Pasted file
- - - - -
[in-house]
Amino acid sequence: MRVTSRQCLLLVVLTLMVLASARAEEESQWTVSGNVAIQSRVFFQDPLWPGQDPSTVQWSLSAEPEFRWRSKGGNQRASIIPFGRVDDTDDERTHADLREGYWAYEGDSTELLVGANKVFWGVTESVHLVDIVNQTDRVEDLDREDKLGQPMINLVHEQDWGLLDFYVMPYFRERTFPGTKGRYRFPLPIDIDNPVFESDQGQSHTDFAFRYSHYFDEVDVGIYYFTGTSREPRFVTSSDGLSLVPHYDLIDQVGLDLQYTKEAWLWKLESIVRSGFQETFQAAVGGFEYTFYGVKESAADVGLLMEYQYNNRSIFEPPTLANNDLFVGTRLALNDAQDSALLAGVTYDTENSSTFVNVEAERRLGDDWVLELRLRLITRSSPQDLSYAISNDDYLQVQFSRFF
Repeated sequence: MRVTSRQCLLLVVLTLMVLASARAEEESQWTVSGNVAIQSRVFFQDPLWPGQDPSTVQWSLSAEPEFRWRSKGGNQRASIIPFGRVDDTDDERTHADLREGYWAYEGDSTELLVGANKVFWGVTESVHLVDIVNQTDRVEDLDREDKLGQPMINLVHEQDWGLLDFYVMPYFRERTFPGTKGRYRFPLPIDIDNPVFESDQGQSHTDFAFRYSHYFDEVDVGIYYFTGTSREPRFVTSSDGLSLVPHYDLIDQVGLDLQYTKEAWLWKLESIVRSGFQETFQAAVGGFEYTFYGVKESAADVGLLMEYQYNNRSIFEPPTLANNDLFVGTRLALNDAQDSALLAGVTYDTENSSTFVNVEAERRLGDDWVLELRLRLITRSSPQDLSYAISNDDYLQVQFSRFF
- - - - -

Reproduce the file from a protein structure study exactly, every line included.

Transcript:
[in-house]
Amino acid sequence: MRVTSRQCLLLVVLTLMVLASARAEEESQWTVSGNVAIQSRVFFQDPLWPGQDPSTVQWSLSAEPEFRWRSKGGNQRASIIPFGRVDDTDDERTHADLREGYWAYEGDSTELLVGANKVFWGVTESVHLVDIVNQTDRVEDLDREDKLGQPMINLVHEQDWGLLDFYVMPYFRERTFPGTKGRYRFPLPIDIDNPVFESDQGQSHTDFAFRYSHYFDEVDVGIYYFTGTSREPRFVTSSDGLSLVPHYDLIDQVGLDLQYTKEAWLWKLESIVRSGFQETFQAAVGGFEYTFYGVKESAADVGLLMEYQYNNRSIFEPPTLANNDLFVGTRLALNDAQDSALLAGVTYDTENSSTFVNVEAERRLGDDWVLELRLRLITRSSPQDLSYAISNDDYLQVQFSRFF
Repeated sequence: MRVTSRQCLLLVVLTLMVLASARAEEESQWTVSGNVAIQSRVFFQDPLWPGQDPSTVQWSLSAEPEFRWRSKGGNQRASIIPFGRVDDTDDERTHADLREGYWAYEGDSTELLVGANKVFWGVTESVHLVDIVNQTDRVEDLDREDKLGQPMINLVHEQDWGLLDFYVMPYFRERTFPGTKGRYRFPLPIDIDNPVFESDQGQSHTDFAFRYSHYFDEVDVGIYYFTGTSREPRFVTSSDGLSLVPHYDLIDQVGLDLQYTKEAWLWKLESIVRSGFQETFQAAVGGFEYTFYGVKESAADVGLLMEYQYNNRSIFEPPTLANNDLFVGTRLALNDAQDSALLAGVTYDTENSSTFVNVEAERRLGDDWVLELRLRLITRSSPQDLSYAISNDDYLQVQFSRFF